Chamberlain said it appears that McBride is fashioning a circumstantial case against Ramsaran, noting his client has consistently denied any involvement with his wife’s death.
He said he expects Ramsaran, a project manager for IBM, will seek to stay involved in the lives of his three young children. The three children were in school Dec. 11, the last day Jennifer Ramsaran had been seen alive.
“The children are near and dear to him,” said Chamberlain. With their father charged with killing their mother, Chamberlain said he expects there will be litigation in Family Court over custodial arrangements for the children.
Since the arrest of their father, the children have been staying with their maternal grandparents, Carol and Thomas Renz, who also own a home in New Berlin.
If convicted of the charge he is facing, Ramsaran could be sentenced to 25 years to life in state prison.
Chamberlain said his client looks forward to having his day in court. “I don’t feel that he is a flight risk,” he said.
Allowing defendants facing murder charges to be released on bail is unusual, said veteran criminal defense lawyer Terence L. Kindlon of Albany.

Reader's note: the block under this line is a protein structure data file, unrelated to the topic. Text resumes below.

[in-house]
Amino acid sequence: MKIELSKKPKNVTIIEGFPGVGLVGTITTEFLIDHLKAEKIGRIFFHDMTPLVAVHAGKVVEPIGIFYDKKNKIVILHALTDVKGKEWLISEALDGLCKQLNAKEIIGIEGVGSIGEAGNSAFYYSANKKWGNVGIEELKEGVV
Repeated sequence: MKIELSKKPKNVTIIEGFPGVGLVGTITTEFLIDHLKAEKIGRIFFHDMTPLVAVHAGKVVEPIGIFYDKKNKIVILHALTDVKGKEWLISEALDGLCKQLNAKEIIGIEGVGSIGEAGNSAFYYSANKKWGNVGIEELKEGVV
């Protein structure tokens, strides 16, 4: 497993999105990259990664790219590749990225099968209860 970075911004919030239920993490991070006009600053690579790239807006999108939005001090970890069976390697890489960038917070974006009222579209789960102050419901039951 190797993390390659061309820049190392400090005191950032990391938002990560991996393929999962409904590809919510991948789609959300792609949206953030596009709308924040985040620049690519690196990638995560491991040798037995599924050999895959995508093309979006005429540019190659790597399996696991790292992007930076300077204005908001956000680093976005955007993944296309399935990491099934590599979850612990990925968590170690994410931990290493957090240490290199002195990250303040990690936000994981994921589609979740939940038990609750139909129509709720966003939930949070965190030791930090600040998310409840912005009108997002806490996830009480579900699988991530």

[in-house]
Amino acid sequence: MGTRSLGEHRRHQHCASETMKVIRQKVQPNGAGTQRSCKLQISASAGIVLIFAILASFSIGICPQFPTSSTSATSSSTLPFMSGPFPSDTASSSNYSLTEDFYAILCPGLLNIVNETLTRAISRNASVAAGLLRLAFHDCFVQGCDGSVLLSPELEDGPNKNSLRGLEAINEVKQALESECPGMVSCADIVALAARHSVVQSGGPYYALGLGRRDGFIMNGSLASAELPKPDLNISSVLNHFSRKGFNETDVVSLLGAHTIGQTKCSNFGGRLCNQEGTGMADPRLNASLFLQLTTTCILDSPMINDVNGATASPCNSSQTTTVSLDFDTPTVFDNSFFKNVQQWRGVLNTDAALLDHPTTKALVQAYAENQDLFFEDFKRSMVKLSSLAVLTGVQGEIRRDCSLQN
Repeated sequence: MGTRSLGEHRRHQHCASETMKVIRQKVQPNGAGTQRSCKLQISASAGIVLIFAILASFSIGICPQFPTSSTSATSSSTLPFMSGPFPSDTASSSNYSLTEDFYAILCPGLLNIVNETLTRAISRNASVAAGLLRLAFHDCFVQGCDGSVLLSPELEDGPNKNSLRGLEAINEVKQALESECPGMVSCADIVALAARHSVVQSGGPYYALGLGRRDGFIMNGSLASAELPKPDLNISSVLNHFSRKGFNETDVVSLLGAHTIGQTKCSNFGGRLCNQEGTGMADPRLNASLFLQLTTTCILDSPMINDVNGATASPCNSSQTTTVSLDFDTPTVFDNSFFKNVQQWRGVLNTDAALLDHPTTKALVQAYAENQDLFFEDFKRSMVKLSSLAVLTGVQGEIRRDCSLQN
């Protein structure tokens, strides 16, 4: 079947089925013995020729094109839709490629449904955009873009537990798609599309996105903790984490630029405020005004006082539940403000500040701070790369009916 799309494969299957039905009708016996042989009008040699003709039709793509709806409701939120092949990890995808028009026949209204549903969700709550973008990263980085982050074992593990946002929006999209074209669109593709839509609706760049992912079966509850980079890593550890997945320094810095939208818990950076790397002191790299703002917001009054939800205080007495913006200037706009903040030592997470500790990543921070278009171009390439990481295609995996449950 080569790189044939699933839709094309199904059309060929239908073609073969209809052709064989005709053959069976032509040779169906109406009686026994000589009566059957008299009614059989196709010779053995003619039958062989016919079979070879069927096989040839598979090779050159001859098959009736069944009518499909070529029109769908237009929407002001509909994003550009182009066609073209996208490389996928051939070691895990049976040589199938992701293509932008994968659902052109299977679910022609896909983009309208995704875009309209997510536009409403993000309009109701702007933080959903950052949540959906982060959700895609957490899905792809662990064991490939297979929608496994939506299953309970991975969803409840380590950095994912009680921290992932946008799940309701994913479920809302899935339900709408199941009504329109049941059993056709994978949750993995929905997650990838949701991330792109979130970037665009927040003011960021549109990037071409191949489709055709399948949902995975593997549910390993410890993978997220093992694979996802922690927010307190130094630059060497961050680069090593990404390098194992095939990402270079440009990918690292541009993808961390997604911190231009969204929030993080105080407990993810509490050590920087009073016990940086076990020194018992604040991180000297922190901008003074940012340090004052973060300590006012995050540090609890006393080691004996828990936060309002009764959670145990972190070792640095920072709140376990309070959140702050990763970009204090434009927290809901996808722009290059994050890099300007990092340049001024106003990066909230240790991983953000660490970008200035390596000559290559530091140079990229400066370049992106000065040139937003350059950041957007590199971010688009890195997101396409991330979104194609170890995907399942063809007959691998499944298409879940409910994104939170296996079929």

“Norrmally, bail will be denied or set so incredibly high nobody can make it,” Kindlon, noting he has represented at least 30 defendants charged with murder in upstate New York,, told The Daily Star. “Bail is just not something you normally get (in serious felony cases), and this is more true now than it was 10, 20 or 30 years ago.”
Kindlon said the only two considerations that courts should evaluate in considering bail applications is whether the defendant is a danger to the community and whether he poses a risk to flee the jurisdiction of the court.
“Frankly, I applaud the judge” for making a murder defendant eligible for bail, Kindlon said. “I think that’s the right thing to do. To use bail as punishment is the wrong thing to do, even though it’s the typical thing that’s done” in state courts.